MCs are most widely found in freshwater (e.g., rivers, lakes, and reservoirs) where they are released in substantial amounts after bacterial cell lysis or bacterial death. Moreover, their high chemical stability and water solubility lead to a long MCs persistence in the surface water bodies. Therefore, the removal of cyanotoxins and toxic cells during the water treatment processes has become a high priority for researchers and drinking water supply companies [7, 8].

Due to the significant impact of MCs on human health, the World Health Organization (WHO) has adopted a provisional guideline value of 1 µg L−1 for MCLR in drinking water (as it is the most toxic and frequent MC), and many countries have followed this guideline for drinking water and food as well [9]. However, recent toxicity studies suggest that even a low concentration of MCLR in water could significantly interrupt cellular processes, and thus more care should be taken in determining the criterion for MCLR content in drinking water [10].

The most widespread analytical methods for the determination of MCs in raw or drinking water are based on reversed-phase liquid chromatography (LC) combined either with ultraviolet (UV) [11, 12] or mass spectrometry detection [13, 14, 15, 16]. These methods often require lengthy and time-consuming sample preparation procedures that usually involve the pre-concentration of considerable water volumes prior to LC analysis to reach the required sensitivity. Furthermore, the ability of these techniques to identify unknown MCs in environmental samples has been hindered by the lack of analytical standards for many MCs variants [17].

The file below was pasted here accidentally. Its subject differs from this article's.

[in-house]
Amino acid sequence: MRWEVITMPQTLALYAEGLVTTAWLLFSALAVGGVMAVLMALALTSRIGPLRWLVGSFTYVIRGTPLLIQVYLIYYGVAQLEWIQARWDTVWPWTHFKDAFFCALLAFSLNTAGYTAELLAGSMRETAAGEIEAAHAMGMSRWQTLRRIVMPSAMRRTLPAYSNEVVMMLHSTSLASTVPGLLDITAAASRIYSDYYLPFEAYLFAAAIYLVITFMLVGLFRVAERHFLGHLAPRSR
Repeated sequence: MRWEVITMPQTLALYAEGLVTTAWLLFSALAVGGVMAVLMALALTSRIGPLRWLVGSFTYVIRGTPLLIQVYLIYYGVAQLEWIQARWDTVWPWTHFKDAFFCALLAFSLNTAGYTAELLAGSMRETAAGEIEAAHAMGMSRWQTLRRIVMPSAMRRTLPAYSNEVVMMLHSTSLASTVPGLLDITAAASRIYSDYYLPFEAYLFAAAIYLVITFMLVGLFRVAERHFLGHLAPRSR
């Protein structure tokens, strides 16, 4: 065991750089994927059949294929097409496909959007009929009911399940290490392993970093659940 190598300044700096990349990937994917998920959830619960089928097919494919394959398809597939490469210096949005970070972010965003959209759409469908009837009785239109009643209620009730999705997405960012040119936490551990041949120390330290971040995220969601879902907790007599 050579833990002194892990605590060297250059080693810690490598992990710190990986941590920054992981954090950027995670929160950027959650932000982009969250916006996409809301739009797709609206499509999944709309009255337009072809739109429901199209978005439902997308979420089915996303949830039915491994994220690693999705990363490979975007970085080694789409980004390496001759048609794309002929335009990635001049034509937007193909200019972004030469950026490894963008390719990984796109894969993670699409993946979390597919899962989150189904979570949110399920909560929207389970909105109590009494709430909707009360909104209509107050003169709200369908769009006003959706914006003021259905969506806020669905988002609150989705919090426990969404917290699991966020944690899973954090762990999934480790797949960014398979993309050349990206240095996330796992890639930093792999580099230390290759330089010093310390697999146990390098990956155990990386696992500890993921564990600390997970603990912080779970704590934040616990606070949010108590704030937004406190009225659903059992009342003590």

Biochemical screening methods, such as enzyme-linked immunosorbent assays [18, 19, 20], competitive enzyme immunoassays [21, 22], or protein phosphatase inhibition assays (PPIA) [20, 23], have also been described. Immunoassays and PPIA are sensitive methods with low equipment requirements that report the total MCs content, but they do not distinguish between MCs and other unrelated protein phosphatase inhibitors [24]. Recently, a commercial lateral flow dipstick (MCs ImmunoStrip®) [25] and dipsticks based on colloidal gold particles [26] have become available, and they can be used equally in the field and in the laboratory with minimum sample processing or technical expertise.

Alternatively, immunosensors based on different transduction schemes, such as optical [27, 28, 29], electrochemical [30], and nuclear magnetic resonance [31] measurements, have been also applied to MCs determination.

Surface plasmon resonance (SPR) spectroscopy has become a widely used analytical technique due to its advantages, such as the possibility to perform direct, real-time, and label-free detection of molecules in complex matrices, without the need of previous cleanup.

In this work, we describe the development of an SPR-based immunosensor for the determination of MCLR. Due to the small size of MCLR, several assay formats have been tested by immobilization of either an anti-MCLR antibody, an MCLR conjugate, or the MCLR itself. The resulting SPR immunosensor is based on a competitive inhibition assay, where MCLR is covalently attached to the SPR chip. Several parameters affecting the immunosensor performance have been optimized (antibody nature and concentration and carrier buffer composition). The immunosensor has been successfully applied to the determination of MCLR in tap water samples below the WHO recommended levels for drinking water.